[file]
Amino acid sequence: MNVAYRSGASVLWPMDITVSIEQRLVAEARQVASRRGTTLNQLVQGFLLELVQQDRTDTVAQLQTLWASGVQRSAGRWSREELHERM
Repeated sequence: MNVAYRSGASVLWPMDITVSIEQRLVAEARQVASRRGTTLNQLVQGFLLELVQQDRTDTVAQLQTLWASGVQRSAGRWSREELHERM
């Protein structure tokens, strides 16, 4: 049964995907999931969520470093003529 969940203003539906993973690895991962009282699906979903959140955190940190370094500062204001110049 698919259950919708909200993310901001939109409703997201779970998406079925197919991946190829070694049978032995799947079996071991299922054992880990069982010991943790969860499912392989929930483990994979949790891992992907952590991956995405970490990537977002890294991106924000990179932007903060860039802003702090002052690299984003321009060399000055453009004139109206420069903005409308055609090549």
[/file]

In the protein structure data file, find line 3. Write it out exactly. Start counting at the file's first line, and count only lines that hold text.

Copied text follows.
């Protein structure tokens, strides 16, 4: 049964995907999931969520470093003529 969940203003539906993973690895991962009282699906979903959140955190940190370094500062204001110049 698919259950919708909200993310901001939109409703997201779970998406079925197919991946190829070694049978032995799947079996071991299922054992880990069982010991943790969860499912392989929930483990994979949790891992992907952590991956995405970490990537977002890294991106924000990179932007903060860039802003702090002052690299984003321009060399000055453009004139109206420069903005409308055609090549």